Give the oxidation of the metals over 70+ years in a salt-water enviroment, how much of it is actually usable?

I've dove Truk and those ships after 50 years looked like they would snap if subjected to the slightest stress not to mention being lifted from the bottom floor.




BBfanboy -> RE: Chinese plundering WW2 wrecks (9/7/2018 6:07:11 AM)


quote:

ORIGINAL: ericv

To all that, I would like to add that much of this steel from these ships might actually turn up on western operating tables and/or in western hospitals, a bit of neocolonialism.

As many of you probably know, ever since the atmospheric testing of nuclear weapons, the world's metal supply has been irradiated to a measurable degree.

These ships were sunk before these tests and are therefor one of the only currently obtainable sources of not so irradiated metals on the planet. Apparently, highly sought after for sensitive medical equipment.



As previously mentioned in this thread, human remains including bones dissolve in the sea water within a few years. Salt is not the only chemical in sea water. And heaven knows if there are tiny sea critters that can dissolve the bones to process the calcium into their own shells.




ericv -> RE: Chinese plundering WW2 wrecks (9/7/2018 6:16:28 AM)


quote:

ORIGINAL: BBfanboy


quote:

ORIGINAL: ericv

To all that, I would like to add that much of this steel from these ships might actually turn up on western operating tables and/or in western hospitals, a bit of neocolonialism.

As many of you probably know, ever since the atmospheric testing of nuclear weapons, the world's metal supply has been irradiated to a measurable degree.

These ships were sunk before these tests and are therefor one of the only currently obtainable sources of not so irradiated metals on the planet. Apparently, highly sought after for sensitive medical equipment.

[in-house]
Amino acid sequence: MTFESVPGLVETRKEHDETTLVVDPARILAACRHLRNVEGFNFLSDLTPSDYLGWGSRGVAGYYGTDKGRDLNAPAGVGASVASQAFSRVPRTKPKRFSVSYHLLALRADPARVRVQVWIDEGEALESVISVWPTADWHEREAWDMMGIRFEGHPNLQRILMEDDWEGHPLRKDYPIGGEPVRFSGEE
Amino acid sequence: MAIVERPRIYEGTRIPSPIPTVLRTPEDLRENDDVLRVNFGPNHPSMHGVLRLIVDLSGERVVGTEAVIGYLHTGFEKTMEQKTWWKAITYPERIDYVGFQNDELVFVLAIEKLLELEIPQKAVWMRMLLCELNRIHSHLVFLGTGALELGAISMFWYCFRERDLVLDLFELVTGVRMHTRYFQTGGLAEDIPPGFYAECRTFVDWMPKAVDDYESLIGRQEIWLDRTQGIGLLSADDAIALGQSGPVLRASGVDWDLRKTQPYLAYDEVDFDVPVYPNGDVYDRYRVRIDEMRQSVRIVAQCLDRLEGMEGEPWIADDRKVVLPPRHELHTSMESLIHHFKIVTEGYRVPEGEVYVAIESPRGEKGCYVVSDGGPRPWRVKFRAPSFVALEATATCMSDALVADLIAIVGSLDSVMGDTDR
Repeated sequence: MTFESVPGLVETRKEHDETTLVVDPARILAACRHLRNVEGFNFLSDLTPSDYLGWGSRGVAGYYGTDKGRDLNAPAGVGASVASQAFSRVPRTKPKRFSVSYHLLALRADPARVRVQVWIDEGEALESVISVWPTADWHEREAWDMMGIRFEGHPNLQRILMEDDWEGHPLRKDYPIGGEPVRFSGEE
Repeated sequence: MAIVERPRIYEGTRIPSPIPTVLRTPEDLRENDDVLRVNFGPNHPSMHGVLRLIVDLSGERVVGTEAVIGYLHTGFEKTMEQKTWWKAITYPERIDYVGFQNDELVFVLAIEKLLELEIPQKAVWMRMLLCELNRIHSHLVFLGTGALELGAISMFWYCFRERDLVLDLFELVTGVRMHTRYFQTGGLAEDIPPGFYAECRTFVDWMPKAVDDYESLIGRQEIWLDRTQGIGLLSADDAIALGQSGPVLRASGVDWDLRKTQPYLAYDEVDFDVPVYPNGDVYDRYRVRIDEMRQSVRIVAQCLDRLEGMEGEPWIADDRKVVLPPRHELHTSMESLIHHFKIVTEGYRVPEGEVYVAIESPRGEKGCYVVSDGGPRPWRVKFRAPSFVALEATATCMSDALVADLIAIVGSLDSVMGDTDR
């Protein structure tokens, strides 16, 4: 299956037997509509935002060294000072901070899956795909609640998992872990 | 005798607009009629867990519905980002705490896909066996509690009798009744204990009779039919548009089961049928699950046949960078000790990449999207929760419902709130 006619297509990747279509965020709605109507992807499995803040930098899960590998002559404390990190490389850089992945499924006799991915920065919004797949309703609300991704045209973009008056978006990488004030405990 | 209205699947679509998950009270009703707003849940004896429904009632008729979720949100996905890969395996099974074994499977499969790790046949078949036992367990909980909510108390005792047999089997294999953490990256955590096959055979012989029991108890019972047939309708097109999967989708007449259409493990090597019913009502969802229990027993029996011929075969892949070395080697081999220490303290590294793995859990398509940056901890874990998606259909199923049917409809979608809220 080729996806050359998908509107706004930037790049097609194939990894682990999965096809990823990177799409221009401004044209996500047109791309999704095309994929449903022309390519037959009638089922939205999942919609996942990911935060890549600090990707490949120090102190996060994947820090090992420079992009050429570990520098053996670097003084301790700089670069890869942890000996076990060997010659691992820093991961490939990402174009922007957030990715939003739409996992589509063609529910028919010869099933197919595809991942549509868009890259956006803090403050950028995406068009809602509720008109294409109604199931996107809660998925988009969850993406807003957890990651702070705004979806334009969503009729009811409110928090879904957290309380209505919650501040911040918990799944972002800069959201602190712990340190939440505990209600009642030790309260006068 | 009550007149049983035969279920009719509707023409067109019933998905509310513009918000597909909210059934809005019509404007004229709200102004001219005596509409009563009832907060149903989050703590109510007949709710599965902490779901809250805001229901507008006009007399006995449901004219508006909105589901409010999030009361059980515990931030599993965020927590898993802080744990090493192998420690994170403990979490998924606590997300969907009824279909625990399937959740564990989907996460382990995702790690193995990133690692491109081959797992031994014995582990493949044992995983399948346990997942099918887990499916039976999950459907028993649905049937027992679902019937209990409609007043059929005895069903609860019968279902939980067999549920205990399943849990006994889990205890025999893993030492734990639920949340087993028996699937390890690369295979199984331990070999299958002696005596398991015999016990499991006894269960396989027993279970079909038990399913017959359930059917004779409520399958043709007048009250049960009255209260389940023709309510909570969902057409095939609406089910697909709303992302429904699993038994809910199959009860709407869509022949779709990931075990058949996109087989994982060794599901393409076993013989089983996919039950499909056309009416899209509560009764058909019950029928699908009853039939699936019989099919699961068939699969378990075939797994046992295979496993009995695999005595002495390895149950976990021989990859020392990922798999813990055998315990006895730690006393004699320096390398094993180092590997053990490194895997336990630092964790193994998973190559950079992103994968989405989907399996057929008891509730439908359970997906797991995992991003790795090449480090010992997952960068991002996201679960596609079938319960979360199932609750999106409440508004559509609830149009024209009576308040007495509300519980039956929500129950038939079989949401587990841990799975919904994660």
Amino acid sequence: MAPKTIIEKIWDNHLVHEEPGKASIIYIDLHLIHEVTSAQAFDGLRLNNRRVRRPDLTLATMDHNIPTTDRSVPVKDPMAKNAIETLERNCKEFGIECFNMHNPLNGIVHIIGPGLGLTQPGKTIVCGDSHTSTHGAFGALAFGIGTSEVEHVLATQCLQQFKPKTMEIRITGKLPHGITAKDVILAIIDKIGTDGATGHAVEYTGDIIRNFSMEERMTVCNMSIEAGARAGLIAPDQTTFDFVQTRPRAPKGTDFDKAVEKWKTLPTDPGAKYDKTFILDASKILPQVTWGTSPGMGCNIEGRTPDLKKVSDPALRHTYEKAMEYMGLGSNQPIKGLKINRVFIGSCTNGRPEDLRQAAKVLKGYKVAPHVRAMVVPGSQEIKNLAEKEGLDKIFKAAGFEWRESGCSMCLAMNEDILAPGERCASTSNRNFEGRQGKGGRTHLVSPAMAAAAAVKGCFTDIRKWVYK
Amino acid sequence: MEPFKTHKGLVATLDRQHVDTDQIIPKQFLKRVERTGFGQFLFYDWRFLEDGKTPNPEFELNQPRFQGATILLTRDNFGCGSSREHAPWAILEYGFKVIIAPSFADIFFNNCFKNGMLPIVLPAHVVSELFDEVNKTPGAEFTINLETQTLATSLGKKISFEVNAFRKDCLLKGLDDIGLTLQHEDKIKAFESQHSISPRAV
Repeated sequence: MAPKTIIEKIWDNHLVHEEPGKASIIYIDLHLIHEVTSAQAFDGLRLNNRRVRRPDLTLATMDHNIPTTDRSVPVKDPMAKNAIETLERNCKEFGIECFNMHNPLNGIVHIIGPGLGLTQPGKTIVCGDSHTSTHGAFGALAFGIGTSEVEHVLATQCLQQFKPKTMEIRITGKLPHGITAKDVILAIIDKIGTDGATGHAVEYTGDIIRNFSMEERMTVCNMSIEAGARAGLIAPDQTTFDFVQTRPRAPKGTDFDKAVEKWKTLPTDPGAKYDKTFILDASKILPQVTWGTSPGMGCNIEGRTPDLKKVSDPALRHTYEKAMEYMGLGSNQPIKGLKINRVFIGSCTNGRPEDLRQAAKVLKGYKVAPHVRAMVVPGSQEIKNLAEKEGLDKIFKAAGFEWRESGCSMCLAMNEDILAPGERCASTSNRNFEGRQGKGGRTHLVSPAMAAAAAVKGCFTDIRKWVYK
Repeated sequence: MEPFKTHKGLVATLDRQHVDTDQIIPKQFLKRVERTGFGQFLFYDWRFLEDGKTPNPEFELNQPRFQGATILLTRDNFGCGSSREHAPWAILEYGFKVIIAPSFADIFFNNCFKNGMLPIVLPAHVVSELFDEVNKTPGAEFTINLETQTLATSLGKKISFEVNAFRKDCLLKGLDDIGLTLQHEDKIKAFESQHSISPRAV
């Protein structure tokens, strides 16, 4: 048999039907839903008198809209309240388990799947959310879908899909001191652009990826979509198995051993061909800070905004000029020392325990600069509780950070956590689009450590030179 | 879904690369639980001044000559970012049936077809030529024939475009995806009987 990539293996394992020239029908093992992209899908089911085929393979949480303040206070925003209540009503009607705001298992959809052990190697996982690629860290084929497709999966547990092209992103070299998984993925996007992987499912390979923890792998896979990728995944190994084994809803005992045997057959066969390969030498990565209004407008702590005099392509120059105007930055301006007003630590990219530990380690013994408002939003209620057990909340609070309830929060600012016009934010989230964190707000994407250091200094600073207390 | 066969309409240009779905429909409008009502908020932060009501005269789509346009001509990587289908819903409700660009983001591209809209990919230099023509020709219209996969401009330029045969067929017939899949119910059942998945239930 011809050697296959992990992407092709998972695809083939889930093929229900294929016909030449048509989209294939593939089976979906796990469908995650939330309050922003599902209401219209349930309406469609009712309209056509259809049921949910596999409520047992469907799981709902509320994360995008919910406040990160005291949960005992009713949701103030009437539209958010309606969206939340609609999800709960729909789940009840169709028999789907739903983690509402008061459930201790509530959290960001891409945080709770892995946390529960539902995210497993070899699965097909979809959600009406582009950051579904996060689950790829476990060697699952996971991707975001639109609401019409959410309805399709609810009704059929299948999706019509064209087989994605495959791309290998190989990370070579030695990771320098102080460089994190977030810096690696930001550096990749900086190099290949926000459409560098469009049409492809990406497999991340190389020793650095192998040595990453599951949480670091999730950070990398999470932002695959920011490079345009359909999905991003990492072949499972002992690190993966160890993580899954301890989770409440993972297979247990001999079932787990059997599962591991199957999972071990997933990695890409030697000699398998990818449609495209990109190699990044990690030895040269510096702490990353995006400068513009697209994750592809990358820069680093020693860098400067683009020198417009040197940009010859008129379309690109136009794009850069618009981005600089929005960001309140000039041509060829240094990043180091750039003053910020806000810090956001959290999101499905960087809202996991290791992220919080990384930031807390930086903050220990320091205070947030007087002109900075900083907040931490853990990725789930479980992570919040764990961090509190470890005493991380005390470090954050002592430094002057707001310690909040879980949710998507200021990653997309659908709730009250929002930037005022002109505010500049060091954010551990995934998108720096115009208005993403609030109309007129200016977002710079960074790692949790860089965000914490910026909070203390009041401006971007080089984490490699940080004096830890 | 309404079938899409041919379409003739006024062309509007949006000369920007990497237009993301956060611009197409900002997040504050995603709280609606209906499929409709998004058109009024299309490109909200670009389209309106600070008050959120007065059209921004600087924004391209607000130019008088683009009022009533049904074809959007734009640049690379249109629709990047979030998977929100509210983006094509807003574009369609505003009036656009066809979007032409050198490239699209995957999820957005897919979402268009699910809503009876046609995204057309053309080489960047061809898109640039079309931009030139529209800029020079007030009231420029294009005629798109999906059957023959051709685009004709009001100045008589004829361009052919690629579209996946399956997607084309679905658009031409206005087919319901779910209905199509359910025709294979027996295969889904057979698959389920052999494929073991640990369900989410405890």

As previously mentioned in this thread, human remains including bones dissolve in the sea water within a few years. Salt is not the only chemical in sea water. And heaven knows if there are tiny sea critters that can dissolve the bones to process the calcium into their own shells.



Yeah, I also don't believe much, if anything, remains of a person even after a short period in the water, let alone after decades.
To that, I personally am completely fine with the previous metioned idea from mind_messing and others: to raise the ship legally, make a memorial from an item and use the operation to make a bit of money for everyone.







Zorch -> RE: Chinese plundering WW2 wrecks (9/7/2018 9:30:16 AM)


quote:

ORIGINAL: Rusty1961


quote:

ORIGINAL: ericv

To all that, I would like to add that much of this steel from these ships might actually turn up on western operating tables and/or in western hospitals, a bit of neocolonialism.

As many of you probably know, ever since the atmospheric testing of nuclear weapons, the world's metal supply has been irradiated to a measurable degree.

These ships were sunk before these tests and are therefor one of the only currently obtainable sources of not so irradiated metals on the planet. Apparently, highly sought after for sensitive medical equipment.




Give the oxidation of the metals over 70+ years in a salt-water enviroment, how much of it is actually usable?

I've dove Truk and those ships after 50 years looked like they would snap if subjected to the slightest stress not to mention being lifted from the bottom floor.

True, but non-ferrous metals like brass don't decay.




ericv -> RE: Chinese plundering WW2 wrecks (9/7/2018 10:09:34 AM)


quote:

ORIGINAL: Zorch


quote:

ORIGINAL: Rusty1961


quote:

ORIGINAL: ericv

To all that, I would like to add that much of this steel from these ships might actually turn up on western operating tables and/or in western hospitals, a bit of neocolonialism.

As many of you probably know, ever since the atmospheric testing of nuclear weapons, the world's metal supply has been irradiated to a measurable degree.

These ships were sunk before these tests and are therefor one of the only currently obtainable sources of not so irradiated metals on the planet. Apparently, highly sought after for sensitive medical equipment.